The Wage and Hour Division of the United States Department of Labor (“DOL”) recently issued Administrator’s Interpretation No. 2015-1, reinforcing the department’s view that most workers are correctly classified as employees, rather than independent contractors. A copy of the Interpretation is available at


The DOL refers in the Interpretation to the six traditional “economic realities” factors to determine whether a worker is in business for himself or is an economically dependent employee:

(1)       Is the work an integral part of the employer’s business?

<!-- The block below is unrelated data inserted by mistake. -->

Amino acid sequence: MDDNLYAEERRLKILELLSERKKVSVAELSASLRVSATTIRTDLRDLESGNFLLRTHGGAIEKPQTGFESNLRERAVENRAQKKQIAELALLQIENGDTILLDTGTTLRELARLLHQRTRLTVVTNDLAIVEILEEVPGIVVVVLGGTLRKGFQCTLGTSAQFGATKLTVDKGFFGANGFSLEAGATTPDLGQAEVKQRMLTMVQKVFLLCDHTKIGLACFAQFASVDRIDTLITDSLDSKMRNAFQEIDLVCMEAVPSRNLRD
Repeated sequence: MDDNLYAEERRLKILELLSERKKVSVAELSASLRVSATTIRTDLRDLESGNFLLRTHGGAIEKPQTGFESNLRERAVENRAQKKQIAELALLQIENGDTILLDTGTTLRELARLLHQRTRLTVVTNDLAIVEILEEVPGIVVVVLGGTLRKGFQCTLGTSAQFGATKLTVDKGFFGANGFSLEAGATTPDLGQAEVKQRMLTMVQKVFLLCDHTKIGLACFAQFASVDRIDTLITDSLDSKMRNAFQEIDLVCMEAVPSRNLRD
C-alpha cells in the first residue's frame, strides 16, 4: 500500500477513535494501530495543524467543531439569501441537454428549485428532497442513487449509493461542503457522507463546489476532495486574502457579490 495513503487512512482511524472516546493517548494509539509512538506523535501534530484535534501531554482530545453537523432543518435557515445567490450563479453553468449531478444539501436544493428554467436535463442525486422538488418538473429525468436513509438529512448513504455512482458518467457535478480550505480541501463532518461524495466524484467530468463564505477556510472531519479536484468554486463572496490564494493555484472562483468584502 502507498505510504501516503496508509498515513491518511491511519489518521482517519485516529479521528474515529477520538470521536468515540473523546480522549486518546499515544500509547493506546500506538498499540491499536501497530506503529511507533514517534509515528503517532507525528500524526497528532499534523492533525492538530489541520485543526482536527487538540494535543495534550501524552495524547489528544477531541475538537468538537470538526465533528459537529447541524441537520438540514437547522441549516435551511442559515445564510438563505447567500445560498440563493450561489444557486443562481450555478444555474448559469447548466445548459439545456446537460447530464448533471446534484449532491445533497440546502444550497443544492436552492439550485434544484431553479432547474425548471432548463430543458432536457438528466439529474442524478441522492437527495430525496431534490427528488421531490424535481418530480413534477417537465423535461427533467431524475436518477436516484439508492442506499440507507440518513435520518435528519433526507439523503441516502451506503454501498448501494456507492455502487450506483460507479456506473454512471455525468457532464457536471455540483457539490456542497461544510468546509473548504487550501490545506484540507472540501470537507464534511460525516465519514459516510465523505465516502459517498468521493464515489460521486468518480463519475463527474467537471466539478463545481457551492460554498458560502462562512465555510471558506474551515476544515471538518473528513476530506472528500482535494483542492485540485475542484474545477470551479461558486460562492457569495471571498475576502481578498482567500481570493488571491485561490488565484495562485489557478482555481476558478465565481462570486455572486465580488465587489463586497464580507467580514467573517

(2)       Does the worker’s managerial skill affect the worker’s opportunity for profit or loss?

(3)       How does the worker’s relative investment compare to the employer’s investment?

(4)       Does the work performed require special skill and initiative?

(5)       Is the relationship between the worker and the employer permanent or indefinite? and

(6)        What is the nature and degree of the employer’s control?


However, the Interpretation uses the phrase economically dependent more than 20 times, focusing on the economic dependence of the worker on the employer, rather than on a “mechanical application” of economic realities factors.  The Interpretation concludes that “[u]ltimately, the goal is not simply to tally which factors are met, but to determine whether the worker is economically dependent on the employer (and thus its employee) or is really in business for him or herself (and thus its independent contractor).”